All the Evans trademarks are here, including a knack for reworking well- known songs with different tempos and reharmonizations to take them into areas previously undeveloped. But Evans seems to bang away at the piano with a force not seen since his earliest recordings. The appealing grace and majesty we can usually rely on is gone, replaced by a rugged charm that is more domineering than we've come to expect. Perhaps some of the fault lies with Philly Joe Jones, a fantastic drummer who gigged with Evans when he was with Miles Davis. However, Jones lacks the nuance and color that Paul Motian was able to bring and is a more propulsive drummer than Evans needs.
While not essential, Evans was still doing pretty good work in the late sixties and California captures it.
Chamber Music of the New Jazz
Despite the fact that Miles Davis claimed him as an influence, Ahmad Jamal remains a marginal figure in the jazz world; many more people have heard Jamal's "New Rhumba" on Miles Ahead than actually know who Jamal is. But how could Miles be wrong? This recent reissue proves that Jamal is an artist worth checking out, a pianist with something quite original to say.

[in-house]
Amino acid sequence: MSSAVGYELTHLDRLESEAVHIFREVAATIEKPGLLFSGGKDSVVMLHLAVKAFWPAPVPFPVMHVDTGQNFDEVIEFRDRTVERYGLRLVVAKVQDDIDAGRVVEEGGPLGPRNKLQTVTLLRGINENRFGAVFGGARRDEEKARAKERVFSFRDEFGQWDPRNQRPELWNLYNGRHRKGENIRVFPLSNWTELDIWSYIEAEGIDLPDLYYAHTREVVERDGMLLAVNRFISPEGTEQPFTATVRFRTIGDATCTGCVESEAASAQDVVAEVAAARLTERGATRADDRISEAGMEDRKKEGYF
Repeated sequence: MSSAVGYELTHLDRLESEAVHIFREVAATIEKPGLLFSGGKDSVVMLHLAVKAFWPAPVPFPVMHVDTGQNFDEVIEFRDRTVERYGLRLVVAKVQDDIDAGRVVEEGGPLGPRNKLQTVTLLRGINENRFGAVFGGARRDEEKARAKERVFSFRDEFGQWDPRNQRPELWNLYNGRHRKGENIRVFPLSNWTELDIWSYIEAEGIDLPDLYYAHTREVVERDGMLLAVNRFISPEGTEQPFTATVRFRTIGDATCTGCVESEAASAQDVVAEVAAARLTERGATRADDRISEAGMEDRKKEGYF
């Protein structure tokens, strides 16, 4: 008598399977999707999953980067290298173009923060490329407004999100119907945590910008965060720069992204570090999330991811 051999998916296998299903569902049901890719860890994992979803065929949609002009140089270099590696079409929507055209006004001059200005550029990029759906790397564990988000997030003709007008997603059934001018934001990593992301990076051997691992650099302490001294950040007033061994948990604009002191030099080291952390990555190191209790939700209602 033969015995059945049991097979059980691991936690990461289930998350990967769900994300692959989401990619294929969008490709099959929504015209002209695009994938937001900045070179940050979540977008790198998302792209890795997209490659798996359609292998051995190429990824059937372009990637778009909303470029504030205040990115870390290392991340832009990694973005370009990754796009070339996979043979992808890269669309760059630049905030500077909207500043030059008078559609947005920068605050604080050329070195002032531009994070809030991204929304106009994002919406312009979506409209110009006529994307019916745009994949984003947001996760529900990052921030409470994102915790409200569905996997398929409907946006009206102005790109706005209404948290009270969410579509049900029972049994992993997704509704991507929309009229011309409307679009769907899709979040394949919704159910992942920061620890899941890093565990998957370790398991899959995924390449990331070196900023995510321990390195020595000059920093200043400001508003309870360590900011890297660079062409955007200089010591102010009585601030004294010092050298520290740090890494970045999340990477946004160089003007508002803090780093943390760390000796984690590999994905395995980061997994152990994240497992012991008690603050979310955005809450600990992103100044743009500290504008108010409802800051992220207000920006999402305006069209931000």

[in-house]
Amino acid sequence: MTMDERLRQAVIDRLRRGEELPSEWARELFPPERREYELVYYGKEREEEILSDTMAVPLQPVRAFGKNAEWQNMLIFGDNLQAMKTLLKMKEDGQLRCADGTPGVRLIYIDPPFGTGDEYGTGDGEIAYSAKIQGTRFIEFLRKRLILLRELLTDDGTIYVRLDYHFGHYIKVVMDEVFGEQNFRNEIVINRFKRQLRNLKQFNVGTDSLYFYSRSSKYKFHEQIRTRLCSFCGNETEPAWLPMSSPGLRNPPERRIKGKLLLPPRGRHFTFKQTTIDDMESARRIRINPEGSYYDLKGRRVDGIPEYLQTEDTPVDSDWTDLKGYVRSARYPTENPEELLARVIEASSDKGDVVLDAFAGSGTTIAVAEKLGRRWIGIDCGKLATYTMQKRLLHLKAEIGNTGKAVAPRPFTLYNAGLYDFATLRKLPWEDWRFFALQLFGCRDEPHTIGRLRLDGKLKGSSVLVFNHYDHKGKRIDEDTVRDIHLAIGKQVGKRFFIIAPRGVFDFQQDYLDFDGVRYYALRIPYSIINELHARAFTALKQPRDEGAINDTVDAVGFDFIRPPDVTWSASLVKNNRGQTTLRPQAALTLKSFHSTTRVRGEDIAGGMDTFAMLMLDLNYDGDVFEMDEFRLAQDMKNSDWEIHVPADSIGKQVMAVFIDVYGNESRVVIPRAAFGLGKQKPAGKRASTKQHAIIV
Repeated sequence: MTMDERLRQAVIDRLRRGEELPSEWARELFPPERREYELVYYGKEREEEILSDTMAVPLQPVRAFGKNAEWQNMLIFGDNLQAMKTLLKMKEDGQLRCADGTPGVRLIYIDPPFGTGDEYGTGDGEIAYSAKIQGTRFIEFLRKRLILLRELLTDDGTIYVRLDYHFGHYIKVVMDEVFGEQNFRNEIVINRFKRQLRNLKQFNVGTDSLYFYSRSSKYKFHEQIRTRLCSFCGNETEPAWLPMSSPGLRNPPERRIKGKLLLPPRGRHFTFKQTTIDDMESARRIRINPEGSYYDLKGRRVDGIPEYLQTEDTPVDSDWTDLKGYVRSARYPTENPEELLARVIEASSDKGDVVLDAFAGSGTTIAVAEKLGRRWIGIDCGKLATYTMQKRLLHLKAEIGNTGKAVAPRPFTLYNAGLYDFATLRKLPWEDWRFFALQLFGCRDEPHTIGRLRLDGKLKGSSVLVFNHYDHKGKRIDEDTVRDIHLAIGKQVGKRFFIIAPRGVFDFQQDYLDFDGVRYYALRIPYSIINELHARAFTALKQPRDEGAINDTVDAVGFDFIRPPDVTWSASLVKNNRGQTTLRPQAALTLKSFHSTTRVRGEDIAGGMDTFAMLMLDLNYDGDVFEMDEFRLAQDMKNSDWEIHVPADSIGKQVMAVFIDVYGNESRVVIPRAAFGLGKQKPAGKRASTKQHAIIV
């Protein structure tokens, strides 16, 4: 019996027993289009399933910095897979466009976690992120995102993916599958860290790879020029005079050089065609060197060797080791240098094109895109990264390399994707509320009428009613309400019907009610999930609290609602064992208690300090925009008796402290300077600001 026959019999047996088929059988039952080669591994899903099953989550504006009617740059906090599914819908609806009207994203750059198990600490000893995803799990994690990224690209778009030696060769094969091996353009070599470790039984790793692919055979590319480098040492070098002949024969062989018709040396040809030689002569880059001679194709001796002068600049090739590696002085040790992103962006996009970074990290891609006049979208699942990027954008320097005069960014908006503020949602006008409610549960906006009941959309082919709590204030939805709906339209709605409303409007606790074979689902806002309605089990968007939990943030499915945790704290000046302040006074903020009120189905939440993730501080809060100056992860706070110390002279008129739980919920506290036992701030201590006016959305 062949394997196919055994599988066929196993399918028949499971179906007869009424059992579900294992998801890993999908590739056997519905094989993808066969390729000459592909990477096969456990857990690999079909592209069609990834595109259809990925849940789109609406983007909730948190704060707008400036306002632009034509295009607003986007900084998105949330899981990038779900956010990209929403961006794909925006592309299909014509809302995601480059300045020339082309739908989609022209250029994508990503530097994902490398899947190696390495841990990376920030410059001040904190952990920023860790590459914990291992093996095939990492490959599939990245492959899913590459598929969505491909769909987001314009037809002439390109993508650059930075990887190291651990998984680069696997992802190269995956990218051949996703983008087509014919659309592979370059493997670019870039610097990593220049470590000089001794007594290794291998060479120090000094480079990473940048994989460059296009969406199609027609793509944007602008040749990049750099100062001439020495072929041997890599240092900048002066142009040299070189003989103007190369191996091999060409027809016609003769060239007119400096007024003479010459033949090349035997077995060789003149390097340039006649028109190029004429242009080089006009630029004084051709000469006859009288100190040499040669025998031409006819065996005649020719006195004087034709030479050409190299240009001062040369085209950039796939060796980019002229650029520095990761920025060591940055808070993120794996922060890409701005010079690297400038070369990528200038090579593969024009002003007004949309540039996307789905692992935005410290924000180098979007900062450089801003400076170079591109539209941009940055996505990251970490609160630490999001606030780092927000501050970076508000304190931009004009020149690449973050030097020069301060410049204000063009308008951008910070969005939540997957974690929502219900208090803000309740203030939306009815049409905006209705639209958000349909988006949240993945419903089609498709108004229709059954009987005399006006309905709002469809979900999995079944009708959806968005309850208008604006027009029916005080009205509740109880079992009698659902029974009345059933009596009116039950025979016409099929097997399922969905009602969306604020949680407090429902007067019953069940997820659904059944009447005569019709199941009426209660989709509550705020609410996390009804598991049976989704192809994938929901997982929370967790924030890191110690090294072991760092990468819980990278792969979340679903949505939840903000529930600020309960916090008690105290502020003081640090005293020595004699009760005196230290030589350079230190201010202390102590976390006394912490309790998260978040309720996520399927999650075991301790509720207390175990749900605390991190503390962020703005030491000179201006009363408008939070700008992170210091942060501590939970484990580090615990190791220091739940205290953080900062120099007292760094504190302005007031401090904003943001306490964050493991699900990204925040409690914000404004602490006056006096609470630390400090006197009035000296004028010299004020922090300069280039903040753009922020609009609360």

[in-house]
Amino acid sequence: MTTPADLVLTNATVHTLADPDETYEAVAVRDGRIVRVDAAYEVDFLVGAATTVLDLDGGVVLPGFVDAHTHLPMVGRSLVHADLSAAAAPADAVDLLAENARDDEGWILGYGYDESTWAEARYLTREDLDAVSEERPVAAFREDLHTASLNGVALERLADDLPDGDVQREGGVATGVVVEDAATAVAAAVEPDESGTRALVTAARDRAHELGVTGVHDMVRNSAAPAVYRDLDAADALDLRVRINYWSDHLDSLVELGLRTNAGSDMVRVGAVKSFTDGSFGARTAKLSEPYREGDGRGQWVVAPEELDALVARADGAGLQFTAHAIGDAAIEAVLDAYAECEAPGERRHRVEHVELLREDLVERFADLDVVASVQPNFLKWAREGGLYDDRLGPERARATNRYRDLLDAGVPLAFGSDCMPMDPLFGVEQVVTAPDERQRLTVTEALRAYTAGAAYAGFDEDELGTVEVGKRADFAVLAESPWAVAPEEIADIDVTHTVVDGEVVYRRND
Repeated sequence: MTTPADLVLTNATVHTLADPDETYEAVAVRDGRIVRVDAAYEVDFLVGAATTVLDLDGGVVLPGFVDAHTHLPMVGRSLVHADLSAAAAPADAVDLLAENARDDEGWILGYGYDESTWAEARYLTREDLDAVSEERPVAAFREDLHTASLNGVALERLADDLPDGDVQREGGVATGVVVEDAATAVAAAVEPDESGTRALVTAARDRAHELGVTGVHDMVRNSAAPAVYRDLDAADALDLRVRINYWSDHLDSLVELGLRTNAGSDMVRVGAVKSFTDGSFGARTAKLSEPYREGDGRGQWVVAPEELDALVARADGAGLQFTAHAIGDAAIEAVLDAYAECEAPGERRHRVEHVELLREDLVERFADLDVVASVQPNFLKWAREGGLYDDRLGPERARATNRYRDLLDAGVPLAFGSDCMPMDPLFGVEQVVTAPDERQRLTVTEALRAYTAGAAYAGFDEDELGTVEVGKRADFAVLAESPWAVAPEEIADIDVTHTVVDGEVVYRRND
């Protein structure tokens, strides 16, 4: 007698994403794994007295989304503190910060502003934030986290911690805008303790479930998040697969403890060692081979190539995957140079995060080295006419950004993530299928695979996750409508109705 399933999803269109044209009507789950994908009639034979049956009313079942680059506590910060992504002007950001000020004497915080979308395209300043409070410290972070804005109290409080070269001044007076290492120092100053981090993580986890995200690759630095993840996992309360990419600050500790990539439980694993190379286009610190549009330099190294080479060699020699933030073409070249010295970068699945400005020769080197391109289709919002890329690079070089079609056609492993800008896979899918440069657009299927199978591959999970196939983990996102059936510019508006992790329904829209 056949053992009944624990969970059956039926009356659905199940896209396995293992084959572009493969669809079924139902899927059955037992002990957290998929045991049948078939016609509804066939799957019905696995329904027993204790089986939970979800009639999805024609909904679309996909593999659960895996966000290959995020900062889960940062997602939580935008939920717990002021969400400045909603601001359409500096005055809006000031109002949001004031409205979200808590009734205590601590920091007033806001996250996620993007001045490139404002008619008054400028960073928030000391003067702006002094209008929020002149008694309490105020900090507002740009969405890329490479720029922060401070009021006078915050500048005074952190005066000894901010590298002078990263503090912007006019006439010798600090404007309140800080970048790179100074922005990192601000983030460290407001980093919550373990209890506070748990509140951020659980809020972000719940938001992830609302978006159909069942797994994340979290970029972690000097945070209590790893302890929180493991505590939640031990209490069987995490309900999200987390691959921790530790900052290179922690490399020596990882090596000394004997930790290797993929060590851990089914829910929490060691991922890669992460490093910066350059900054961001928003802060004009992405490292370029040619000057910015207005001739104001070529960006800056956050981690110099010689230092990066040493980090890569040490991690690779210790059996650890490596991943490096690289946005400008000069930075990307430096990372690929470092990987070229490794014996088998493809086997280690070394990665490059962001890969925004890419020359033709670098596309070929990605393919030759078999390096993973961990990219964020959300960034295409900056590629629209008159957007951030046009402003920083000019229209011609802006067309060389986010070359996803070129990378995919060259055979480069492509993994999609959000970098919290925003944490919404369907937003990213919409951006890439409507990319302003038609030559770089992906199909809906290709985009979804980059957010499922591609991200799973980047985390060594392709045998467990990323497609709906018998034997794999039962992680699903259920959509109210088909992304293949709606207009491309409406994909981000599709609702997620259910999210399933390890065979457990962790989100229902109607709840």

Chamber Music of the New Jazz is a landmark recording that, true to the title, emphasizes composition and performance in an almost baroque setting much like what the Modern Jazz Quartet would soon perfect, where emotion gives way to technique and form. Unlike the later trios, Jamal was using a Nat King Cole style setup with bass and guitar and no drums, which further emphasizes the understated quality of the performances. But what makes this album truly unique is the emphasis on subtlety and economy, the traits that really inspired Davis and are instantly recognizable as trademarks of his work.
Jamal strips the Gershwin and Porter tunes down to the studs and, with an almost stingy note choice, nevertheless constructs marvelously intricate solos. Jamal clearly developed a technique that many jazzmen would do well to learn: the notes you don't play are just as important as the notes that you do. Ray Crawford, whose lines are only slightly busier that Jamal's, gets plenty of opportunity to solo or provide tic-tac rhythm in the background.
Simply put, Chamber Music of the New Jazz is a stunner, a classic, an influential album whose quiet pleasures unfold with surprising force. It's good to have it back in print and it deserves a home in every jazz collection.
Ramsey Lewis always approached jazz from a pop angle instead of the other way around, a method that became increasingly prevalent after rock and roll edged out jazz for an audience. Despite the worthlessness of much that followed, Lewis's albums were always more reliable than others who scrambled on board his train once it left the station. The classic, The In Crowd , is probably all the Lewis anyone needs, but Anther Voyage isn't all that bad either.